In Asia, China ranks eighth with 134 published articles. It proves that China gain certain achievement on cooperation innovation research, which should be credited to continue economic development. However, comparing with European and North American countries, China has lots to be desired.

3.4. Distribution of Research Institution

The statistics result of corporation innovation research institutions as shown in Table 5, it shows that the research institution with the most published articles is University of Manchester, whose published articles are 60. The second is University of California System with its published articles up to 57, and University of London next with 50. In the top 15 research institutions, 5 from the Netherlands, 4 from USA, 3 from the United Kingdom, the rest from Italy, Finland and Italy respectively, the research institutions of Europe and the United States in the field of cooperation innovation occupy a leading position.

4. Cooperation Innovation Research Subjects Spectrum

The paper first abstracts the key words in 2771 articles by Bibexcel software and finds that some early-published articles are without key words, but they have actually up to 9 key words only in one article. There are totally 9880 key words in 2771 articles, but the average noted key words only 3.56.

Looking through all key words, the author omits the key words without important meanings like symbols and merges some key words like singular with plural, abbreviation with its original form like capabilities with Capability, Research and Development with R&D, Small and medium-sized enterprises with SMES. The author leaves other types of key words as their originals because: First, the word must be well understood in its specific context. The merge of words that are seemingly similar without fully understanding their meaning may loss important information; Second, even the same word has different meaning in different context; third, a small number of key words cannot influence result.

4.1. The Nature of Knowledge Network

From 2000 to 2014, the nodes of co-word network for innovation management research are respectively 150,

Table 4. Journal distribution table (top 15 journals).

Table 5. The top 15 institutions of authors.

Figure 1. Distribution of countries & areas making cooperation innovation research.

164, 179, 213, 231, 244, 306, 352, 512, 623, 667, 875, 1062, 1089 and 1280. The correlation of number of edge and key words, as shown in Figure 2, the tendency of number of nodes conforms to that of edges of network for corporation research keywords in 15 years. The cooperation innovation subjects are increasing and their correla- tion are much tighter.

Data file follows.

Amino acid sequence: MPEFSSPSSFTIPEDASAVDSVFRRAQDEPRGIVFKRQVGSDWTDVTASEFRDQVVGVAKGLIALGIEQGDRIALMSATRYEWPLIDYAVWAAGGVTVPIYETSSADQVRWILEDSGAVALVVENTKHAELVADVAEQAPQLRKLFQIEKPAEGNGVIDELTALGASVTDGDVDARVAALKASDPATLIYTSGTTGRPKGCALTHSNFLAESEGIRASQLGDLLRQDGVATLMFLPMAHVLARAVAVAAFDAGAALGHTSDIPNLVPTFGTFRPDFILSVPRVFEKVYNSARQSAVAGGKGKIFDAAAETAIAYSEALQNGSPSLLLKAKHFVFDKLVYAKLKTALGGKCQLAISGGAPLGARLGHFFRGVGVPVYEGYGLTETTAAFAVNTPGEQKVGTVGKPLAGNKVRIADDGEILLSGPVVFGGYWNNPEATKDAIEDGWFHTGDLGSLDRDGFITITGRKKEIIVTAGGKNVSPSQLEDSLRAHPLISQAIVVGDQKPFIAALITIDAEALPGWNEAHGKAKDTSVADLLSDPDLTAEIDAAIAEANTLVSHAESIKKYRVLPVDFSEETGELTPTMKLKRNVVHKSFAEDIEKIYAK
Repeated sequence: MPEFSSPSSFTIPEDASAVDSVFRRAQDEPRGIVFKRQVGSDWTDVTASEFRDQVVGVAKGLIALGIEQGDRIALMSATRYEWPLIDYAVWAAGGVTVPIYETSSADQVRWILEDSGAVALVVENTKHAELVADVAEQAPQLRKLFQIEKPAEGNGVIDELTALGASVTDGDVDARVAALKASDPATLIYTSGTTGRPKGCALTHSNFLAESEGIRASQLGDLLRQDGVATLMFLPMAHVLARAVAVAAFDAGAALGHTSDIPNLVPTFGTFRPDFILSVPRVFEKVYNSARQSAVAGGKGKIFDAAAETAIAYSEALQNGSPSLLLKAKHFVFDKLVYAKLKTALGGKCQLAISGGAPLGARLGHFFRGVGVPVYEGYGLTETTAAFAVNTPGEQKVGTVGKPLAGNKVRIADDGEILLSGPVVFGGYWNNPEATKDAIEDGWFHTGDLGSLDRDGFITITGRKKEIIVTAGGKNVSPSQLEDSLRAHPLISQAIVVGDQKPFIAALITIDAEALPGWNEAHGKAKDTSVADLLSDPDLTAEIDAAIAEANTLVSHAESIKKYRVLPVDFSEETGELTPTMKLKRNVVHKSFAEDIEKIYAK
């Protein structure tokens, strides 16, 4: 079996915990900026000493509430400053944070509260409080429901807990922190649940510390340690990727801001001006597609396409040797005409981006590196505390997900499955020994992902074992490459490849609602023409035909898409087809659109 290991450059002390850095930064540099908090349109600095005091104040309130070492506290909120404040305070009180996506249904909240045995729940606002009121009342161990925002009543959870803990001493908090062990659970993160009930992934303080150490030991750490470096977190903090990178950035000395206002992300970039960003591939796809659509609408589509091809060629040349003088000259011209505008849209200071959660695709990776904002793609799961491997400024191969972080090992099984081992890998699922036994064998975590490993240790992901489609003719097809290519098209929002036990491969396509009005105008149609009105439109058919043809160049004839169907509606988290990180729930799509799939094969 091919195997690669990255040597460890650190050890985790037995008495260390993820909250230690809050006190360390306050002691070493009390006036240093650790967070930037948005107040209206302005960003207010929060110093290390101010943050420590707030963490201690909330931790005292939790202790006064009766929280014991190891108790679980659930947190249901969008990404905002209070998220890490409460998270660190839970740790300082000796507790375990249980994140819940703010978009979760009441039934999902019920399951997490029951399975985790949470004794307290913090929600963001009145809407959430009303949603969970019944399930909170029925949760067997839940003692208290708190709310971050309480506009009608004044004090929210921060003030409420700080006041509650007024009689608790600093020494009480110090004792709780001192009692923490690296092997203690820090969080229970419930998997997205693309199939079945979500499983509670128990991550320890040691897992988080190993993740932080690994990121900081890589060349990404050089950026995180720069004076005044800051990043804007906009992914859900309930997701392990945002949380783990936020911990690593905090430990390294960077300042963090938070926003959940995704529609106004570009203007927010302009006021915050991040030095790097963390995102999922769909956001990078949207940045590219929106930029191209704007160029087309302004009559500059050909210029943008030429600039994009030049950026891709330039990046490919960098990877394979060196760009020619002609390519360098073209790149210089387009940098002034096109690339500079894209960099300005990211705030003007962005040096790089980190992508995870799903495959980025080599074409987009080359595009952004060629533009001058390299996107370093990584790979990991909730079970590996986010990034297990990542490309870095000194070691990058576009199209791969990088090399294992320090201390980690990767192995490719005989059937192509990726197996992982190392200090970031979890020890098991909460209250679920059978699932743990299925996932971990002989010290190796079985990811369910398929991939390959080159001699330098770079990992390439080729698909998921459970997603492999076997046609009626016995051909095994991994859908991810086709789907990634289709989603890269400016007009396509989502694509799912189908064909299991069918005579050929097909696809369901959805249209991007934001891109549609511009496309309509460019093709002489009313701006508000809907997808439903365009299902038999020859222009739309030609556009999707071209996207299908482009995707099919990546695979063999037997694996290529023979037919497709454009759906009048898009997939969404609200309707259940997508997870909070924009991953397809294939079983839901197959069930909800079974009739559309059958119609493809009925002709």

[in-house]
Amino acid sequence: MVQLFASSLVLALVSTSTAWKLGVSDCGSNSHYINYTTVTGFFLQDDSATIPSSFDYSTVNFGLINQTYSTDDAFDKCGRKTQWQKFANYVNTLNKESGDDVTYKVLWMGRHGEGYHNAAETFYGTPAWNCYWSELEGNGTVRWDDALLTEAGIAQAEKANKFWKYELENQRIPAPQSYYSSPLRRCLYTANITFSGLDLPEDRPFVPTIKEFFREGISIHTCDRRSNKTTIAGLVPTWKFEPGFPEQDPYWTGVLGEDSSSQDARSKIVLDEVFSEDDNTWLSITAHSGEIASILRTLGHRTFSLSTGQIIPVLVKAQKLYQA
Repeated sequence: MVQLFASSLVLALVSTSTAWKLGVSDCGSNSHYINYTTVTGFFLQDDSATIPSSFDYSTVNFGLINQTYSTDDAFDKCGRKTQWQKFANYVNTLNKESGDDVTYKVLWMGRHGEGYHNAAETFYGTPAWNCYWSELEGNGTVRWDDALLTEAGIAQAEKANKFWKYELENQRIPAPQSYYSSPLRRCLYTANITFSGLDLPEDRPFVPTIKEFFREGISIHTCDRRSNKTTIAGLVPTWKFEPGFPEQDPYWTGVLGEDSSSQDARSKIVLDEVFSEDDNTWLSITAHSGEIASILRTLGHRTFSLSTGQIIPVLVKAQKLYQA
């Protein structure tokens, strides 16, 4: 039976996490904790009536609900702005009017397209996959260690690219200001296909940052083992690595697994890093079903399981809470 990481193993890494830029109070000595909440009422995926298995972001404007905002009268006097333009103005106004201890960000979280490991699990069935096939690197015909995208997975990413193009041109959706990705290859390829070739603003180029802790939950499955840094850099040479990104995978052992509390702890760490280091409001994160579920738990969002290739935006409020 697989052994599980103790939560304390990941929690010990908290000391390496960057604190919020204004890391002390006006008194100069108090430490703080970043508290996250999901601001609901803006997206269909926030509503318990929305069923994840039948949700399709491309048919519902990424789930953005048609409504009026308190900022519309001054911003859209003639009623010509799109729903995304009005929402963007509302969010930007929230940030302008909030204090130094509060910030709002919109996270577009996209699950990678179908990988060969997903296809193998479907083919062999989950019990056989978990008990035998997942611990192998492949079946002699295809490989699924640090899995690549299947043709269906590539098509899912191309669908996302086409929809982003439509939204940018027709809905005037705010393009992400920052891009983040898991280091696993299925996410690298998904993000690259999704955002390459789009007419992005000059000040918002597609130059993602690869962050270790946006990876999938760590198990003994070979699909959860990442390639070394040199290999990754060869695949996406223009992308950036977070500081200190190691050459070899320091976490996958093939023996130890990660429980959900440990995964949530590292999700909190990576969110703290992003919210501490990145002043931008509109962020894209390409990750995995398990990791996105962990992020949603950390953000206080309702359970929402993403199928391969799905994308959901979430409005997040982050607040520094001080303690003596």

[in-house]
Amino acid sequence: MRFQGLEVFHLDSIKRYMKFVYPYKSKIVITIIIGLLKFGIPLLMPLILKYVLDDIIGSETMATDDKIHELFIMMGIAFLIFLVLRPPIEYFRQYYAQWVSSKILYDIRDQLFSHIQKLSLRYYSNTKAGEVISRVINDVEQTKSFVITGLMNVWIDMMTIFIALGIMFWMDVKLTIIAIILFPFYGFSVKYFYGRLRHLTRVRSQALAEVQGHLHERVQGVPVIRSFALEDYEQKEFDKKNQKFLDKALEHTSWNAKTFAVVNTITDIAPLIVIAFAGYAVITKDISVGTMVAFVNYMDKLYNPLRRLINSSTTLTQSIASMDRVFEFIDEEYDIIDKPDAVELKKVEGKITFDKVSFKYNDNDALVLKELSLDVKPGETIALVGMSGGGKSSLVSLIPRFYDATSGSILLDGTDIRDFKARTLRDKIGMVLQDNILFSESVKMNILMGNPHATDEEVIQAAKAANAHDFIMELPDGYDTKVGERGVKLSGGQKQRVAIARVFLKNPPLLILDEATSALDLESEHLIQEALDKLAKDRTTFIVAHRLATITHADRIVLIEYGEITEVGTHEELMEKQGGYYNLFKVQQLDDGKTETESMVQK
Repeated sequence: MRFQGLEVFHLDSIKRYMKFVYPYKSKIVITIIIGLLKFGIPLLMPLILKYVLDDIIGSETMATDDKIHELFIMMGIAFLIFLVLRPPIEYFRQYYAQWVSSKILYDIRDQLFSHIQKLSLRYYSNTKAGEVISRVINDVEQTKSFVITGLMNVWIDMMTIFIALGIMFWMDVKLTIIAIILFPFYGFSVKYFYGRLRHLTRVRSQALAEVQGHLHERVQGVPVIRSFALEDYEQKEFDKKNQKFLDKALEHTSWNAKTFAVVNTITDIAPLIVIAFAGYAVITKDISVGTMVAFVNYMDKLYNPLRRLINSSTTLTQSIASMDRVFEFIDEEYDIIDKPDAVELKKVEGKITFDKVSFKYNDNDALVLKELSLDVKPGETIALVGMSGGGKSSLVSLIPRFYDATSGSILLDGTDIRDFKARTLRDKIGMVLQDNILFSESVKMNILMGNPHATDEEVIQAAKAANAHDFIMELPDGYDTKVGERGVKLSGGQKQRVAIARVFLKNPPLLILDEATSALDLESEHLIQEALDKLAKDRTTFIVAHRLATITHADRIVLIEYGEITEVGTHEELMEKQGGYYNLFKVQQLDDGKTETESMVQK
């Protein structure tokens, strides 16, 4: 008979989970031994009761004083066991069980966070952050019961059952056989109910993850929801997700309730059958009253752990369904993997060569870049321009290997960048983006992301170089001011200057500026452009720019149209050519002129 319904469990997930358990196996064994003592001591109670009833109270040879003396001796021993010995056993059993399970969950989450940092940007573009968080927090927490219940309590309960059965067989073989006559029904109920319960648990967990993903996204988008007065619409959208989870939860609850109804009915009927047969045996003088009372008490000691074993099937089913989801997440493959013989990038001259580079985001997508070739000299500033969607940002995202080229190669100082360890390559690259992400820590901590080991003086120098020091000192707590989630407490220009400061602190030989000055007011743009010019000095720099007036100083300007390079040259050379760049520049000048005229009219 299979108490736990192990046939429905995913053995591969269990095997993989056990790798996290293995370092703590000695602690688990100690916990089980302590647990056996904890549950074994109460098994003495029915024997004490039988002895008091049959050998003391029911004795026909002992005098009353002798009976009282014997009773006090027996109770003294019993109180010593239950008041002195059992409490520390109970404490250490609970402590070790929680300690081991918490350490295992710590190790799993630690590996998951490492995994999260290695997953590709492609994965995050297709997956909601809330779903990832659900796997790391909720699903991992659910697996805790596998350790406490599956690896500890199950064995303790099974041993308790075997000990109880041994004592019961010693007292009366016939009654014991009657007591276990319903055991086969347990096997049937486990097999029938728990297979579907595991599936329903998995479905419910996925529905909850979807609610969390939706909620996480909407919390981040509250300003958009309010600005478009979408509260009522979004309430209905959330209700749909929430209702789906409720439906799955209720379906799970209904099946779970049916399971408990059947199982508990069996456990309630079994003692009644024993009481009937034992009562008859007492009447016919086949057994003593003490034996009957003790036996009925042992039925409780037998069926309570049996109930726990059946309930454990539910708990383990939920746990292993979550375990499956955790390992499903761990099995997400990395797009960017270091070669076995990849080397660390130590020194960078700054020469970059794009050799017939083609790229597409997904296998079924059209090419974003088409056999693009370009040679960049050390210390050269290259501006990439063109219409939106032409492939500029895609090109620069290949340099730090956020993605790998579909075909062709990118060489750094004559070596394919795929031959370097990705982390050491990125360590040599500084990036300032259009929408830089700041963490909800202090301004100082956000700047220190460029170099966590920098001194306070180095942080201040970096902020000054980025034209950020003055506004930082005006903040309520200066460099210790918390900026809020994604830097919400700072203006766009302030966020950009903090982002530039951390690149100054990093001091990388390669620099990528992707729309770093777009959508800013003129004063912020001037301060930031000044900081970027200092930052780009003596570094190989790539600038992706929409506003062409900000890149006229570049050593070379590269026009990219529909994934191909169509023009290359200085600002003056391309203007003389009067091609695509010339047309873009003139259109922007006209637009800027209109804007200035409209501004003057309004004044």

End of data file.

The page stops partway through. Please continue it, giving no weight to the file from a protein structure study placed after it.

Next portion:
4.2. Stage Property of Information Network

The paper divides the research period to several stages. The division can make the change of co-word network obvious, which facilitates the research of cooperation innovation hot spot evolution. As statistical analysis result showing, the average distance between clustering coefficient and nodes does not change much. By calculation, the average distance of them. The author divides the research period into 3 years, so there are totally five stages: 2000-2002, 2003-2005, 2006-2008, 2009-2011 and 2012-2014.

The analysis of properties of key-word network in five stages is shown in Table 6. The paper completely analyzes every criterion.

4.3. Evolution and Visualization Analysis of Cooperative Innovation Knowledge

In order to avoid interference, and clearly understand the cooperative innovation between the various stages of the research focus, this paper omitted the keyword such as “Innovation”, “Cooperation”, “Collaboration”, “Synergy”, “Partnership” and the name of national and regional. The next stage of each row in the top 50 keywords is extracted, formed co-word network, and visualization. Some in the five stages of the high frequency words is the same; each stage will have new vocabulary words, the similarities and differences of these key words as shown in Table 7.

Co-word matrix represents the co-citation data between words. Co-citation network is a one with nodes and links to visually represent the structure and relationship of keywords. In visibility graph, every node represents a key word. The size of node shows the degree centrality and the position of key word in social network. The thickness of link between nodes represents the number of co-incitation and the strength of words’ relationship.

The paper reviews the co-word matrix and top cited cooperation innovation articles in every stage to cognize more about hot spots of cooperation innovation in each stage.

4.3.1. Network Mapping of 2000-2002

The co-word network at first stage is shown in Figure 3. The key words at the core of co-word network include Networks, Strategic Alliances, Social Network and Networks. The tightly linked words to Networks are: Strategy, regional innovation system, knowledge, development, complexity, alliance, externality, venture capital, trust.

Figure 2. Curve of number of nodes and edge for co-words networks.

Table 6. The top 15 institutions of authors.

Table 7. Common keywords in five stages and new keywords in each stage.